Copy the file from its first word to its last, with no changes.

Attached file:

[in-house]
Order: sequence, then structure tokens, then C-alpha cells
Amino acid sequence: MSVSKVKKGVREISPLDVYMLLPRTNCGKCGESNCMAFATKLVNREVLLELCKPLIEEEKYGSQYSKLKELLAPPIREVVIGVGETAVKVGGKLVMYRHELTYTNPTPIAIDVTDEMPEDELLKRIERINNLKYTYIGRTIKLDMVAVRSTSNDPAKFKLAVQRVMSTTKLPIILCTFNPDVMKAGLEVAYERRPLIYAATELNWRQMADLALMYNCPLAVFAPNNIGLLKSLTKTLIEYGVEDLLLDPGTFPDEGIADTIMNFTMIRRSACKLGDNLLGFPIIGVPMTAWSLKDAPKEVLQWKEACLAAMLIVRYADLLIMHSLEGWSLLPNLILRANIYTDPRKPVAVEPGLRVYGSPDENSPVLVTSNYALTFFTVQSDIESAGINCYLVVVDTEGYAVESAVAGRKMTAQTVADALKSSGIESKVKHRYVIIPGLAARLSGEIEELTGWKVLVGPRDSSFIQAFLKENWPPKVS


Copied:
[in-house]
Order: sequence, then structure tokens, then C-alpha cells
Amino acid sequence: MSVSKVKKGVREISPLDVYMLLPRTNCGKCGESNCMAFATKLVNREVLLELCKPLIEEEKYGSQYSKLKELLAPPIREVVIGVGETAVKVGGKLVMYRHELTYTNPTPIAIDVTDEMPEDELLKRIERINNLKYTYIGRTIKLDMVAVRSTSNDPAKFKLAVQRVMSTTKLPIILCTFNPDVMKAGLEVAYERRPLIYAATELNWRQMADLALMYNCPLAVFAPNNIGLLKSLTKTLIEYGVEDLLLDPGTFPDEGIADTIMNFTMIRRSACKLGDNLLGFPIIGVPMTAWSLKDAPKEVLQWKEACLAAMLIVRYADLLIMHSLEGWSLLPNLILRANIYTDPRKPVAVEPGLRVYGSPDENSPVLVTSNYALTFFTVQSDIESAGINCYLVVVDTEGYAVESAVAGRKMTAQTVADALKSSGIESKVKHRYVIIPGLAARLSGEIEELTGWKVLVGPRDSSFIQAFLKENWPPKVS